The Charlotte News

Tuesday, April 28, 1953


Site Ed. Note: The front page reports that U.N. negotiators this date threatened to break off the renewed armistice talks unless the Communists soon developed a concrete proposal for exchanging prisoners, the only remaining obstacle to a truce during the previous year. Lt. General William Harrison, the lead U.N. negotiator, stated that he did not intend to become involved in "protracted and useless arguments". He warned the Communists that the U.N. command meant what it said. Official sources in Washington, however, were reported to see a glimmer of hope in the fact that the Communists might be moving toward a truce despite the U.N. threat of this date. It was the third session of the renewed negotiations, previously suspended since the prior October 8, when the U.N. representatives walked out in frustration over the prolonged deadlock regarding voluntary repatriation of prisoners. This date, the allies had asked the Communists to name a neutral state which would assume custody of prisoners who were unwilling to return to their Communist homelands, but had received no definite answer, the Communists indicating that they might name Poland or Czechoslovakia, both ruled by Communist Governments, which the U.N. would not accept. In addition to that deadlock, the negotiators were at loggerheads on the length of time after an armistice before prisoners would be released, and whether prisoners would be shipped to the neutral state or held in Korea while their fate was being decided. According to General Harrison, the North Korean chief negotiator, General Nam Il, offered nothing new in a lengthy statement provided this date. The U.N. objected to the nine months or more it would take to dispose of the prisoners, based on the North Korean proposal, and even then the fate of the prisoners not wishing to return home would be consigned to a high-level post-armistice political conference, after the neutral nation had considered the matter. General Harrison again told the Communists that their proposal was neither reasonable nor constructive.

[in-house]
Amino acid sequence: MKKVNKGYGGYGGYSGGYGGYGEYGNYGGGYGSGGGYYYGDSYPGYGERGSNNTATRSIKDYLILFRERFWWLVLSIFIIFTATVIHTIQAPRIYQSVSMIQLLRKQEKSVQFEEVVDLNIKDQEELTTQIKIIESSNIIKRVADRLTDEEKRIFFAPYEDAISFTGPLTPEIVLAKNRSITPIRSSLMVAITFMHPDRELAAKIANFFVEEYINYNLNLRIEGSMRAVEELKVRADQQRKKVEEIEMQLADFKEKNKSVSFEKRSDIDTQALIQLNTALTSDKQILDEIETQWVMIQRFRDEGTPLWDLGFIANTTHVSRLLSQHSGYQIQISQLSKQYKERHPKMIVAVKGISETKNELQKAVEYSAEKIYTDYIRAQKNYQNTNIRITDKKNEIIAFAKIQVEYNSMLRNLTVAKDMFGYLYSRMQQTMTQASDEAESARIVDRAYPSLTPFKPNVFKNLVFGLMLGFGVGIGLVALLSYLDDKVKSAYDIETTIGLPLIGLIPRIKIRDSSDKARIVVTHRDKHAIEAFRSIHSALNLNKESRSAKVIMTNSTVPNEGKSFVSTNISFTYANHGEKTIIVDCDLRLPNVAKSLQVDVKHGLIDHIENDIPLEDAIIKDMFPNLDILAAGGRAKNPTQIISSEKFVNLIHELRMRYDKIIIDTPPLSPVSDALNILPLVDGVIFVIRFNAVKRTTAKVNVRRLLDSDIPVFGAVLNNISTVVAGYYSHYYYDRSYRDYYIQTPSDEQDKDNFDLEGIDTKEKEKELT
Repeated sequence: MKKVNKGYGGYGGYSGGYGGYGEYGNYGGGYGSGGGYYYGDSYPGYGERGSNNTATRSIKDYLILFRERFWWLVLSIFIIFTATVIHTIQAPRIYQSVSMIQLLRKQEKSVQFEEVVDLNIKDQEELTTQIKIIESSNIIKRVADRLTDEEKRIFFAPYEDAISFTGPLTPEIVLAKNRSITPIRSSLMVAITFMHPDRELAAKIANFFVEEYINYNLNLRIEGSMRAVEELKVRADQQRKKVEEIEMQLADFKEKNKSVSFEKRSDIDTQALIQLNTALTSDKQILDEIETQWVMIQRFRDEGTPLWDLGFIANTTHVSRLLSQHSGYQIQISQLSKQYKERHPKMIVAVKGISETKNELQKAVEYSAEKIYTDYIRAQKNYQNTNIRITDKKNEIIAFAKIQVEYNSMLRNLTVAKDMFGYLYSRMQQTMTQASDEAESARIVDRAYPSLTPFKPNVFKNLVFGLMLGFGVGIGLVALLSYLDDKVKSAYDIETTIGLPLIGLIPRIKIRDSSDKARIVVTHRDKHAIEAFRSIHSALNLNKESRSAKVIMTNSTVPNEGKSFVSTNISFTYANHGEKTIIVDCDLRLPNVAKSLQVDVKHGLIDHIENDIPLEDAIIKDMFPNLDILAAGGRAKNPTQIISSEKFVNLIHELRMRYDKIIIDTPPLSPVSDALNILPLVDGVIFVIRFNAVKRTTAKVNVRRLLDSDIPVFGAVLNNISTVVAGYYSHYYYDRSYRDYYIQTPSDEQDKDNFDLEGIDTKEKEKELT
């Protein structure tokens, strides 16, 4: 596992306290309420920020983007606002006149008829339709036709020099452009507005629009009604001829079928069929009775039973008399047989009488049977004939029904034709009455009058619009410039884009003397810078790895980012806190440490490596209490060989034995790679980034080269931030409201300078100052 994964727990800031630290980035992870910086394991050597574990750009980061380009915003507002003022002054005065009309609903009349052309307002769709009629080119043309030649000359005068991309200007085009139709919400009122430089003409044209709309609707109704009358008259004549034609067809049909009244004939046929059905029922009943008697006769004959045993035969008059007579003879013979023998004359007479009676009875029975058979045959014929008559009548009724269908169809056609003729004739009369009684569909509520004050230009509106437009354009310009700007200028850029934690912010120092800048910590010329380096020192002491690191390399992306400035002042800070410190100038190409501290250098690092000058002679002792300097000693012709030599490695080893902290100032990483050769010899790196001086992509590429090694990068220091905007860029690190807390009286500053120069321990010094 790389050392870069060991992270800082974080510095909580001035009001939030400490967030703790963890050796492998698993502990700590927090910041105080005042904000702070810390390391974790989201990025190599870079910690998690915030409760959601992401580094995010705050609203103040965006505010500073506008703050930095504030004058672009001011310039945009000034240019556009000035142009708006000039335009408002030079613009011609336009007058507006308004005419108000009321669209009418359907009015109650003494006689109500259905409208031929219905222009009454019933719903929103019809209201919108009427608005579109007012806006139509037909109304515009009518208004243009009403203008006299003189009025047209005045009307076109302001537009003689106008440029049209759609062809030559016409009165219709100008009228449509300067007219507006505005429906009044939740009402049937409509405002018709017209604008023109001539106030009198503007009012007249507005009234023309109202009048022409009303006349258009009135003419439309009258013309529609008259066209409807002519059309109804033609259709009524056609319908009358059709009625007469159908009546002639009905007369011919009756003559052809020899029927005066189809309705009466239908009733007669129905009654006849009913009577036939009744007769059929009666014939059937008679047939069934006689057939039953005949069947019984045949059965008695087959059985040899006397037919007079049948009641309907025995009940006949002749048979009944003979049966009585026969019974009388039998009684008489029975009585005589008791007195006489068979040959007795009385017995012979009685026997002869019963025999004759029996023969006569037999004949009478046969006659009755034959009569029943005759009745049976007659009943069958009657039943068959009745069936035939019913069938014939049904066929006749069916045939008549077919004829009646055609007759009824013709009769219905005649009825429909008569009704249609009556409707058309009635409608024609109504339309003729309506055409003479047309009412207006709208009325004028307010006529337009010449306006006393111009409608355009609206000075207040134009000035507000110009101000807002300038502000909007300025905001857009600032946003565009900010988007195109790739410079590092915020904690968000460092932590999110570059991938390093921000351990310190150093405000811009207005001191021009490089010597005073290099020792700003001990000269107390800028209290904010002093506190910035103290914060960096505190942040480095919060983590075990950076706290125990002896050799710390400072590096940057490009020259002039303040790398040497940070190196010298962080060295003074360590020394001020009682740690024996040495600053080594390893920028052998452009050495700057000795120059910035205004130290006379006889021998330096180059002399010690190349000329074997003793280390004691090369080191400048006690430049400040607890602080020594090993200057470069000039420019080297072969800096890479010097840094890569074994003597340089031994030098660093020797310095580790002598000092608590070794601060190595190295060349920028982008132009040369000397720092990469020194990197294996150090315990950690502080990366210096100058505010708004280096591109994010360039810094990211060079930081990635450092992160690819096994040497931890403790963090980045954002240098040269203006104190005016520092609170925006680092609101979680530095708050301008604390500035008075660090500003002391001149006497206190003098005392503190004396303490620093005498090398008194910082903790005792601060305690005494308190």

Washington, however, was encouraged by the fact that the Communist proposals, for the first time, recognized that some of the Communist prisoners might never return to their homelands. It was regarded as good enough reason to continue the truce talks. According to State Department information, about 38,000 prisoners held by the U.N. had declared that they did not wish repatriation to either North Korea or Communist China.

Navy planes from Task Force 77 bombed targets in eastern Korea this date, virtually the only action in the war. Gusty winds and gray skies grounded almost all land-based planes, and only a few patrols moved across no-man's land in ground action. Observers said that both the allied and Communist armies appeared stagnant, pending the outcome of the renewed truce negotiations, though there had been no official cease-fire.

This date, 35 disabled American soldiers freed the previous week from Communist prison camps were flown from Tokyo back to the U.S., first landing in Honolulu during the afternoon, and after a rest of about one day, departing for California. Their plane was scheduled to land at Travis Air Force Base, 40 miles northeast of San Francisco, early on Thursday. Another 14 Americans released the previous week were still under treatment at Army hospitals in Japan, and there was no announcement as to when a second plane bound for the U.S. would depart. It provides a list of those prisoners bound for home.

The South Korean Government had decided that too many civilians were wearing military-type clothing, prompting the Ministry of Defense to ban olive drab for civilians after May 1, and seeking the help of the U.S. Army to enforce the order. The Army said that it would cooperate by turning over to Korean police any civilians found wearing military clothing. Millions of Koreans wore the dress because they could not afford or obtain anything better. The Minister of Defense said that civilians would have to dye their clothing another color or alter it.